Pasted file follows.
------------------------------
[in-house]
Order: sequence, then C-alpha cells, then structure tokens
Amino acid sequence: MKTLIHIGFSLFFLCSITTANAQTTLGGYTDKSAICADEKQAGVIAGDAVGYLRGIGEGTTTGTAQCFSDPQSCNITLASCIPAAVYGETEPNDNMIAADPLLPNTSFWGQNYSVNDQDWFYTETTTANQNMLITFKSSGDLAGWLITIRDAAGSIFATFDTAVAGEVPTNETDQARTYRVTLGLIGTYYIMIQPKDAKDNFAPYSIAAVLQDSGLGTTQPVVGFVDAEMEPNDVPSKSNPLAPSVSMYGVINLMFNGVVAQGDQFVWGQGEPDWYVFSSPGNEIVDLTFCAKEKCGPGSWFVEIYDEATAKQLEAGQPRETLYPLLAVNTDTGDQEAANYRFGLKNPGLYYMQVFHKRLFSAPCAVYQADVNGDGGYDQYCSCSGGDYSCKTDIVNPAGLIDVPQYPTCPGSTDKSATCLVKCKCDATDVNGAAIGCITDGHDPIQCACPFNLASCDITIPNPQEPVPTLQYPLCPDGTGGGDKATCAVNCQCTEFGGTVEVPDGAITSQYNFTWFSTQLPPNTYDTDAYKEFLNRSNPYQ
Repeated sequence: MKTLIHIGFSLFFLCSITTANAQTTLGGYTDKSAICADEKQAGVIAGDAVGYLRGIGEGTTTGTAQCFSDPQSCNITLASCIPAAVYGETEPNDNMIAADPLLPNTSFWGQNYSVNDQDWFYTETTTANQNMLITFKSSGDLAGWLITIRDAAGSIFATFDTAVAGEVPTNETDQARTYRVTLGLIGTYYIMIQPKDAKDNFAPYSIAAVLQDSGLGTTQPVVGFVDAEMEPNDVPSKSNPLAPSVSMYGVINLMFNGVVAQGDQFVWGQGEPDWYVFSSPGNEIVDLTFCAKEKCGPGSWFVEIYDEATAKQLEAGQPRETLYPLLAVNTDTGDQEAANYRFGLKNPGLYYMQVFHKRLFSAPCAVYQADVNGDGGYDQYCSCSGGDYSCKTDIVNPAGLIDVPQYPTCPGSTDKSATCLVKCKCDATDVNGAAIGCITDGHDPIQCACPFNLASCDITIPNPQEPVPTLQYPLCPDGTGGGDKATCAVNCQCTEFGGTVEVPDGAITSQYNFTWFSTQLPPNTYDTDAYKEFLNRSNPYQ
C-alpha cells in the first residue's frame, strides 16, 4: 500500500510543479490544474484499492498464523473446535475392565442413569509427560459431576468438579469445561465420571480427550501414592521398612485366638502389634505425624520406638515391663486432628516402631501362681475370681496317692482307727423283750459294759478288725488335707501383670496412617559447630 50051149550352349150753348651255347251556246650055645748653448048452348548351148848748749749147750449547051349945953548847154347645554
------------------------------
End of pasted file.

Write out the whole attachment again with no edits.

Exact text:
[in-house]
Order: sequence, then C-alpha cells, then structure tokens
Amino acid sequence: MKTLIHIGFSLFFLCSITTANAQTTLGGYTDKSAICADEKQAGVIAGDAVGYLRGIGEGTTTGTAQCFSDPQSCNITLASCIPAAVYGETEPNDNMIAADPLLPNTSFWGQNYSVNDQDWFYTETTTANQNMLITFKSSGDLAGWLITIRDAAGSIFATFDTAVAGEVPTNETDQARTYRVTLGLIGTYYIMIQPKDAKDNFAPYSIAAVLQDSGLGTTQPVVGFVDAEMEPNDVPSKSNPLAPSVSMYGVINLMFNGVVAQGDQFVWGQGEPDWYVFSSPGNEIVDLTFCAKEKCGPGSWFVEIYDEATAKQLEAGQPRETLYPLLAVNTDTGDQEAANYRFGLKNPGLYYMQVFHKRLFSAPCAVYQADVNGDGGYDQYCSCSGGDYSCKTDIVNPAGLIDVPQYPTCPGSTDKSATCLVKCKCDATDVNGAAIGCITDGHDPIQCACPFNLASCDITIPNPQEPVPTLQYPLCPDGTGGGDKATCAVNCQCTEFGGTVEVPDGAITSQYNFTWFSTQLPPNTYDTDAYKEFLNRSNPYQ
Repeated sequence: MKTLIHIGFSLFFLCSITTANAQTTLGGYTDKSAICADEKQAGVIAGDAVGYLRGIGEGTTTGTAQCFSDPQSCNITLASCIPAAVYGETEPNDNMIAADPLLPNTSFWGQNYSVNDQDWFYTETTTANQNMLITFKSSGDLAGWLITIRDAAGSIFATFDTAVAGEVPTNETDQARTYRVTLGLIGTYYIMIQPKDAKDNFAPYSIAAVLQDSGLGTTQPVVGFVDAEMEPNDVPSKSNPLAPSVSMYGVINLMFNGVVAQGDQFVWGQGEPDWYVFSSPGNEIVDLTFCAKEKCGPGSWFVEIYDEATAKQLEAGQPRETLYPLLAVNTDTGDQEAANYRFGLKNPGLYYMQVFHKRLFSAPCAVYQADVNGDGGYDQYCSCSGGDYSCKTDIVNPAGLIDVPQYPTCPGSTDKSATCLVKCKCDATDVNGAAIGCITDGHDPIQCACPFNLASCDITIPNPQEPVPTLQYPLCPDGTGGGDKATCAVNCQCTEFGGTVEVPDGAITSQYNFTWFSTQLPPNTYDTDAYKEFLNRSNPYQ
C-alpha cells in the first residue's frame, strides 16, 4: 500500500510543479490544474484499492498464523473446535475392565442413569509427560459431576468438579469445561465420571480427550501414592521398612485366638502389634505425624520406638515391663486432628516402631501362681475370681496317692482307727423283750459294759478288725488335707501383670496412617559447630 50051149550352349150753348651255347251556246650055645748653448048452348548351148848748749749147750449547051349945953548847154347645554